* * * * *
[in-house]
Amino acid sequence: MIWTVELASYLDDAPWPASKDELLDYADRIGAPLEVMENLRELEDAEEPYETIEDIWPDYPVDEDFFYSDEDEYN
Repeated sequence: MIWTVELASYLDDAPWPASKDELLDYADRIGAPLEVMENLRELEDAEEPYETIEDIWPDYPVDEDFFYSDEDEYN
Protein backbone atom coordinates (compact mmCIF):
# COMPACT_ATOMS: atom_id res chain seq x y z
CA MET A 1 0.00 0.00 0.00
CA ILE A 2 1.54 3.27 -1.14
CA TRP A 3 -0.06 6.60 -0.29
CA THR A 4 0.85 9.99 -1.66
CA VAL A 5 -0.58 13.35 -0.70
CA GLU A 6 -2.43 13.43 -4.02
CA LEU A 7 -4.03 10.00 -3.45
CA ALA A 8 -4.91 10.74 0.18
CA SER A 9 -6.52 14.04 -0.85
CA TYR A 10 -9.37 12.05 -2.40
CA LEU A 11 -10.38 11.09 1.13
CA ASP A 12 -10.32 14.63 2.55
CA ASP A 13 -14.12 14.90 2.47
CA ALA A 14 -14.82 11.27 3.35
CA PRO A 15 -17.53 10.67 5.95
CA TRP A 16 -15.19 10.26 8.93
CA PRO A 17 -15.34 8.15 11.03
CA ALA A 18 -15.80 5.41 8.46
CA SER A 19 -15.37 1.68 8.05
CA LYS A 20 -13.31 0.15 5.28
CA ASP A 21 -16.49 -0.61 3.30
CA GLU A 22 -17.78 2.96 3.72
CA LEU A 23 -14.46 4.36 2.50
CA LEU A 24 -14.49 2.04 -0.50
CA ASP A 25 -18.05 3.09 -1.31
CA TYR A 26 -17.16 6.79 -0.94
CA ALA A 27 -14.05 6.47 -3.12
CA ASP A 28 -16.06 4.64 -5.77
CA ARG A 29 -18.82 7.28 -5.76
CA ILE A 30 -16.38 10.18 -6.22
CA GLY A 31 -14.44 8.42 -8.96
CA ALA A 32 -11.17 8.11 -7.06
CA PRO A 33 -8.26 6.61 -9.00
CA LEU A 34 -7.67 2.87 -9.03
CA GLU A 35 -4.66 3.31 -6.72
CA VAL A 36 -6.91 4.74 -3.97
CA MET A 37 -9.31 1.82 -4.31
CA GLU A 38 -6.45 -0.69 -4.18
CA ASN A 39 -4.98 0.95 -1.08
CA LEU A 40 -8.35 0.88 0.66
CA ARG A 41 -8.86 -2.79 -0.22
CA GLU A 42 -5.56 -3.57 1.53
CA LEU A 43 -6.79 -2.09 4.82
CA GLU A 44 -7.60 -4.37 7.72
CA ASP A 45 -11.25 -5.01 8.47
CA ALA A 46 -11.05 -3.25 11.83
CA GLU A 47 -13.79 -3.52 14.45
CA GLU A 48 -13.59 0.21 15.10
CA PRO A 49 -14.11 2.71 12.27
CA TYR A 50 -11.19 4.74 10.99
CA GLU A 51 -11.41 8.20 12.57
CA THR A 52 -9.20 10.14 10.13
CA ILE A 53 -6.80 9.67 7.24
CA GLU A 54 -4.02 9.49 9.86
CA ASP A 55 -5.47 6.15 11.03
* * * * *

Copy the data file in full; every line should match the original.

[in-house]
Amino acid sequence: MIWTVELASYLDDAPWPASKDELLDYADRIGAPLEVMENLRELEDAEEPYETIEDIWPDYPVDEDFFYSDEDEYN
Repeated sequence: MIWTVELASYLDDAPWPASKDELLDYADRIGAPLEVMENLRELEDAEEPYETIEDIWPDYPVDEDFFYSDEDEYN
Protein backbone atom coordinates (compact mmCIF):
# COMPACT_ATOMS: atom_id res chain seq x y z
CA MET A 1 0.00 0.00 0.00
CA ILE A 2 1.54 3.27 -1.14
CA TRP A 3 -0.06 6.60 -0.29
CA THR A 4 0.85 9.99 -1.66
CA VAL A 5 -0.58 13.35 -0.70
CA GLU A 6 -2.43 13.43 -4.02
CA LEU A 7 -4.03 10.00 -3.45
CA ALA A 8 -4.91 10.74 0.18
CA SER A 9 -6.52 14.04 -0.85
CA TYR A 10 -9.37 12.05 -2.40
CA LEU A 11 -10.38 11.09 1.13
CA ASP A 12 -10.32 14.63 2.55
CA ASP A 13 -14.12 14.90 2.47
CA ALA A 14 -14.82 11.27 3.35
CA PRO A 15 -17.53 10.67 5.95
CA TRP A 16 -15.19 10.26 8.93
CA PRO A 17 -15.34 8.15 11.03
CA ALA A 18 -15.80 5.41 8.46
CA SER A 19 -15.37 1.68 8.05
CA LYS A 20 -13.31 0.15 5.28
CA ASP A 21 -16.49 -0.61 3.30
CA GLU A 22 -17.78 2.96 3.72
CA LEU A 23 -14.46 4.36 2.50
CA LEU A 24 -14.49 2.04 -0.50
CA ASP A 25 -18.05 3.09 -1.31
CA TYR A 26 -17.16 6.79 -0.94
CA ALA A 27 -14.05 6.47 -3.12
CA ASP A 28 -16.06 4.64 -5.77
CA ARG A 29 -18.82 7.28 -5.76
CA ILE A 30 -16.38 10.18 -6.22
CA GLY A 31 -14.44 8.42 -8.96
CA ALA A 32 -11.17 8.11 -7.06
CA PRO A 33 -8.26 6.61 -9.00
CA LEU A 34 -7.67 2.87 -9.03
CA GLU A 35 -4.66 3.31 -6.72
CA VAL A 36 -6.91 4.74 -3.97
CA MET A 37 -9.31 1.82 -4.31
CA GLU A 38 -6.45 -0.69 -4.18
CA ASN A 39 -4.98 0.95 -1.08
CA LEU A 40 -8.35 0.88 0.66
CA ARG A 41 -8.86 -2.79 -0.22
CA GLU A 42 -5.56 -3.57 1.53
CA LEU A 43 -6.79 -2.09 4.82
CA GLU A 44 -7.60 -4.37 7.72
CA ASP A 45 -11.25 -5.01 8.47
CA ALA A 46 -11.05 -3.25 11.83
CA GLU A 47 -13.79 -3.52 14.45
CA GLU A 48 -13.59 0.21 15.10
CA PRO A 49 -14.11 2.71 12.27
CA TYR A 50 -11.19 4.74 10.99
CA GLU A 51 -11.41 8.20 12.57
CA THR A 52 -9.20 10.14 10.13
CA ILE A 53 -6.80 9.67 7.24
CA GLU A 54 -4.02 9.49 9.86
CA ASP A 55 -5.47 6.15 11.03